Needless to say, my platform has grown tremendously in the past two years, as it should. So my one-pager today would look very different than it did in 2005.
When I get back from vacation in July, I will add the one-pager to the Writer Mama website, as promised.

Photos from the Writer’s Digest Booth at the BEA

Meet some of the sales and marketing team from F+W Publications (except Chuck Sambuchino—he’s the editor of the 2008 WDB Guide to Literary Agents)!

It was my pleasure to meet them at the WDB/BEA Writer’s Conference and see them again at the Writer’s Digest/F+W BEA booth.

Steve Koenig gave a very interesting talk about the sales and marketing side of the biz t the conference.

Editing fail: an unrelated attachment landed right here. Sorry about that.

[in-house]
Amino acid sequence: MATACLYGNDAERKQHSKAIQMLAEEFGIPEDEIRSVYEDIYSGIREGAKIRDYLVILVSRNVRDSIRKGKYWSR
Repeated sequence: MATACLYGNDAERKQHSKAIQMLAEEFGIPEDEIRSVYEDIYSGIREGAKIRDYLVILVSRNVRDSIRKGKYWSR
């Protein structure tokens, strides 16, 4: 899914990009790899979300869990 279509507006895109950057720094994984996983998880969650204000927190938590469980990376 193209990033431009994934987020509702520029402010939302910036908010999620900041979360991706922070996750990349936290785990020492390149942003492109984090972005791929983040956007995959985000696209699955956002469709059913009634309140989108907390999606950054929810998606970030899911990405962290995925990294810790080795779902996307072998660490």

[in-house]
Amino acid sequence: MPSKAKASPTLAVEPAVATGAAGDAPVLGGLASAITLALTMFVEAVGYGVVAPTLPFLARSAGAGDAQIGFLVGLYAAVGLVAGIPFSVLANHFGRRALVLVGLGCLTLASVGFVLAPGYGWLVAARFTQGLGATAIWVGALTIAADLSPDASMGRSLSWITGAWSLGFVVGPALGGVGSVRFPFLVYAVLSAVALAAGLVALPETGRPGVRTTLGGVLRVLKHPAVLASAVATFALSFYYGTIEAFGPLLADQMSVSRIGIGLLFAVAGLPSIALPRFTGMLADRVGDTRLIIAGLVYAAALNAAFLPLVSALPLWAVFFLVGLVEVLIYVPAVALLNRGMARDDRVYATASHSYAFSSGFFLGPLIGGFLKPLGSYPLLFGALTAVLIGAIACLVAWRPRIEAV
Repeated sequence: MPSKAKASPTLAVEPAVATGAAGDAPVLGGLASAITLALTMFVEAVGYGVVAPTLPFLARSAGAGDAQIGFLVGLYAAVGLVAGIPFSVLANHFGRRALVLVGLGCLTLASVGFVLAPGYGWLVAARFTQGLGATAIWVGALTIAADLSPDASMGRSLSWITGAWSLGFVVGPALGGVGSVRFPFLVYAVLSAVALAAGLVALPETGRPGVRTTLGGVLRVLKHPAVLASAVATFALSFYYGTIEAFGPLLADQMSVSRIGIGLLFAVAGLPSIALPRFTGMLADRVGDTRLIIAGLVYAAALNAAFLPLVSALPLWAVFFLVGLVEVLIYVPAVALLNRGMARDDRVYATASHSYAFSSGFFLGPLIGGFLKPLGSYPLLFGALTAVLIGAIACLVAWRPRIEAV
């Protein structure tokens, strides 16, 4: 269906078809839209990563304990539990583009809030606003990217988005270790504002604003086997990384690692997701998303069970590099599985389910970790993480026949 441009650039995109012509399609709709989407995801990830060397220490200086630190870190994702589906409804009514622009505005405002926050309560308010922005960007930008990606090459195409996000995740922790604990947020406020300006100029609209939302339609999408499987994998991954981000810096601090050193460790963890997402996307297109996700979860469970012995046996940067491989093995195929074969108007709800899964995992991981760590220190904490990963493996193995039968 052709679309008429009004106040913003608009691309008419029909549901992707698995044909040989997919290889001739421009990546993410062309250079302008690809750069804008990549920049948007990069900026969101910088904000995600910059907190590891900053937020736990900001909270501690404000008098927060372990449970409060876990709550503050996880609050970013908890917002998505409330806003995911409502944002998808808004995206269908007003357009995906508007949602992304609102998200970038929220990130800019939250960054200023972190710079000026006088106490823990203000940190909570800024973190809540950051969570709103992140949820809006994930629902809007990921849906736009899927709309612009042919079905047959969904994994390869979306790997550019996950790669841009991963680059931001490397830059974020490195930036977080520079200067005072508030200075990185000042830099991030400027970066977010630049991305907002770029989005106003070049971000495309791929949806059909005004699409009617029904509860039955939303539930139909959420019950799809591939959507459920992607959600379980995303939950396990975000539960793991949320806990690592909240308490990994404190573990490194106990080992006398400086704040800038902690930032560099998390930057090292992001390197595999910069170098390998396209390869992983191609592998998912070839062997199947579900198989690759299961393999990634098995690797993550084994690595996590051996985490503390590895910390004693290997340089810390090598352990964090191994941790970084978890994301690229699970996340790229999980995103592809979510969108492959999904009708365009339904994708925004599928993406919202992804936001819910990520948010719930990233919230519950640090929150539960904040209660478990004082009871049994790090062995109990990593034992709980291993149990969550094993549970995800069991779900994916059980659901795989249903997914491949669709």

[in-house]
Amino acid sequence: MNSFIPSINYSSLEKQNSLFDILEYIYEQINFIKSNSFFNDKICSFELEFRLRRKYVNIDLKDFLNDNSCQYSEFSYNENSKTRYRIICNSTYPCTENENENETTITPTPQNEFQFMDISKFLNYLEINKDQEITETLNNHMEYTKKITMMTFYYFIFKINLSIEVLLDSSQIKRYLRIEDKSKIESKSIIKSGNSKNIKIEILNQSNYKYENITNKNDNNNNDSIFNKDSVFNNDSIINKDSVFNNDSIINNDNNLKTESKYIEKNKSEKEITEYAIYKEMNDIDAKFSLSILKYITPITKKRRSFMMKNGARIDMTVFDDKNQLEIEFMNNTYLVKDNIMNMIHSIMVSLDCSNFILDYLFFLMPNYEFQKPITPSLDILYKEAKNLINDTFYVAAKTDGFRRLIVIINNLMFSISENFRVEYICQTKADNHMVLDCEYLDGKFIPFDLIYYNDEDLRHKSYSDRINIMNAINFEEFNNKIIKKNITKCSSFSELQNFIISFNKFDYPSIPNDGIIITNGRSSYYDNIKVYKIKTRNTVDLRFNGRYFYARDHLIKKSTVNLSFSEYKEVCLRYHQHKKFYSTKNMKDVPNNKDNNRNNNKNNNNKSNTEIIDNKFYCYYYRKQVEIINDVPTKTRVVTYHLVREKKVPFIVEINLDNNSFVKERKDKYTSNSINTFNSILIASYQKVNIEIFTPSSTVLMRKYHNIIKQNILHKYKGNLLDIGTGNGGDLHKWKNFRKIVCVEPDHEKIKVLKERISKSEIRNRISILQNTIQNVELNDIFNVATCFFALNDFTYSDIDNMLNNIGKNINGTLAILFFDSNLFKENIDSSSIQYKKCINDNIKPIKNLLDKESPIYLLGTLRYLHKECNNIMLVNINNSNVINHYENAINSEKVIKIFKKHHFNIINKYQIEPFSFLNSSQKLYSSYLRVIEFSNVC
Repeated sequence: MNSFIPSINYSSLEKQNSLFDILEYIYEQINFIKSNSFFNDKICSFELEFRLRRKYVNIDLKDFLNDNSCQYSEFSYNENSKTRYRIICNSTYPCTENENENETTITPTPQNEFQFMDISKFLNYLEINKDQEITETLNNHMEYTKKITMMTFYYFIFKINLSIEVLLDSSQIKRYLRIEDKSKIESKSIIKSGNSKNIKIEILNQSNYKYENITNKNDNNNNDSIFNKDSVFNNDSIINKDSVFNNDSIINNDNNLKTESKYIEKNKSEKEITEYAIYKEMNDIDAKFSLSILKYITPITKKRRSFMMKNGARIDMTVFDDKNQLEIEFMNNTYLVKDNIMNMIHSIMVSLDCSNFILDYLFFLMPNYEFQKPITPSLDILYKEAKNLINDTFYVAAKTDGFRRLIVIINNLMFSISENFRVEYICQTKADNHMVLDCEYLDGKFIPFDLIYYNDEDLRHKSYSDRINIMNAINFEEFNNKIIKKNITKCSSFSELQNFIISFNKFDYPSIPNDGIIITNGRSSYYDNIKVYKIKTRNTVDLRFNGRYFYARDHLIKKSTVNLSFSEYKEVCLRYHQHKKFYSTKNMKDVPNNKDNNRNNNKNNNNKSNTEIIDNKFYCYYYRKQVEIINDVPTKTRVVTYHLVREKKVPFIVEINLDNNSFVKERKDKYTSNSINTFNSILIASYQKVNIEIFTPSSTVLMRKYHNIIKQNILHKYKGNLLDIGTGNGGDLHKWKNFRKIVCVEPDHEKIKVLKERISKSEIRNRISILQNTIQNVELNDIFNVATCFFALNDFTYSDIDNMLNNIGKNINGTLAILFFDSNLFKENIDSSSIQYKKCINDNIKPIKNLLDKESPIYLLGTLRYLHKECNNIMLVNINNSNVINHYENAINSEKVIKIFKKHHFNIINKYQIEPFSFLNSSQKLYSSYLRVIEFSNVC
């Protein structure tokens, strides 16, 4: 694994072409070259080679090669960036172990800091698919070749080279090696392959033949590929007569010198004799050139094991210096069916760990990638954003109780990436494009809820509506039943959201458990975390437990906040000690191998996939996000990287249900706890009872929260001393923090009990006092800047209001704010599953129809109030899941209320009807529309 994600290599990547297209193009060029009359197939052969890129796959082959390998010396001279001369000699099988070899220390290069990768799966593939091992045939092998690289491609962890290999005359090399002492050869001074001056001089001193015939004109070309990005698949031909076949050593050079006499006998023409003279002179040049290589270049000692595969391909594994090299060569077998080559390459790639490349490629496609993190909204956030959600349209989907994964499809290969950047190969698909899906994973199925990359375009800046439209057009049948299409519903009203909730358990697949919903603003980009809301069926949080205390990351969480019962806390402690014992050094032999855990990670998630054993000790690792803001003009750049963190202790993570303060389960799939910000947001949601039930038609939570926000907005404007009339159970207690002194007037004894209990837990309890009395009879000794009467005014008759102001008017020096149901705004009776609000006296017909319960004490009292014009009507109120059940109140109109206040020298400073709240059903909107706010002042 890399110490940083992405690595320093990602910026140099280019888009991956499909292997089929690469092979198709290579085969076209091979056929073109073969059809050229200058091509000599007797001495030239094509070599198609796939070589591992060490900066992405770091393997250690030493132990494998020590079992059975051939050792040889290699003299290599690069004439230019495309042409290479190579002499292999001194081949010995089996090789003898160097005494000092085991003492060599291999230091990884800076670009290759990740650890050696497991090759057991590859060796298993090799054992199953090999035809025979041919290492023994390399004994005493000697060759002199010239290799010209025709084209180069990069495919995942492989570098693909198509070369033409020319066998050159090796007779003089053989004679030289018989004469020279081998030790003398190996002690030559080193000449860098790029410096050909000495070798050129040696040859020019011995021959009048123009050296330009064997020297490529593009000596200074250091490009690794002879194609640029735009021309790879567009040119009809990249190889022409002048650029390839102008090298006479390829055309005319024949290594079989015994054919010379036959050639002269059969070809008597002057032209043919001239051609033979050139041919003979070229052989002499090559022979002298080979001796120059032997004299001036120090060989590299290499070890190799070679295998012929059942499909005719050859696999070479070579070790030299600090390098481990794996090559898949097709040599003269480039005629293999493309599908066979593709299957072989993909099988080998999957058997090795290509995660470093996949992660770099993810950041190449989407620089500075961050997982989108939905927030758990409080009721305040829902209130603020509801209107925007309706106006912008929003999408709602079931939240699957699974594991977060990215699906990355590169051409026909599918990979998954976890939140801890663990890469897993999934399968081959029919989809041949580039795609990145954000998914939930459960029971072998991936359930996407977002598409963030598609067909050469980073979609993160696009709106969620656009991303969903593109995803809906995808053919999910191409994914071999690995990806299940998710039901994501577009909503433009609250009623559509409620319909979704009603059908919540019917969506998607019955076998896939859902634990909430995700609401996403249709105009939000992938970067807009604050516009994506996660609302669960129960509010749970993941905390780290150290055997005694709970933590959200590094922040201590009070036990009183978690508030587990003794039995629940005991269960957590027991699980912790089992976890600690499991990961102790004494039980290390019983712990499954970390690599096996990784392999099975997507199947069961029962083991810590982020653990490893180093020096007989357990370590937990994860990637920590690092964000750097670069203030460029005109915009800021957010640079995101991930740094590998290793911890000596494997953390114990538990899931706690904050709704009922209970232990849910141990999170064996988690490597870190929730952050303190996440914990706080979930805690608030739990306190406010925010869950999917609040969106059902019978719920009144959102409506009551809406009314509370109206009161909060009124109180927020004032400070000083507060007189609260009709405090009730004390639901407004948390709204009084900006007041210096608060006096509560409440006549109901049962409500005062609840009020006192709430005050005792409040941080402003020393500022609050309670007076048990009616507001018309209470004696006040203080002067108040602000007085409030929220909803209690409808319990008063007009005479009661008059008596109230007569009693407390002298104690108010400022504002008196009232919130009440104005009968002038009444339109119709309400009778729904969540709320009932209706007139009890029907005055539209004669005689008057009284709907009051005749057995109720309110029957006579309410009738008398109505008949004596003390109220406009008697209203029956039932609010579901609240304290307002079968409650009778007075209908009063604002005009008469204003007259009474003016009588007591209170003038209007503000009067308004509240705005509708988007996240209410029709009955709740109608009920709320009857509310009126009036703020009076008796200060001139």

Scott and Phil sat with him on the mock sales meeting presentation at the writer’s conference (which I loved for all the insider information and good-for-writers-to-know insights).

Scott and Phil are both authors. Scott’s book is Monster Spotter’s Guide to North America (forthcoming), and Phil’s are A Picture is Worth a Thousand Words (WDB, 2007) and Legends of Literature (forthcoming), which is a collection of old Writer’s Digest Magazine interviews and profiles with once barely known writers, who are now super-famous.

I bet most of us are quick to forget the fact that Stephen King was once a rising writer just like us, and not always an internationally known author.

Doesn’t that sound fun?

The WD/BEA Conference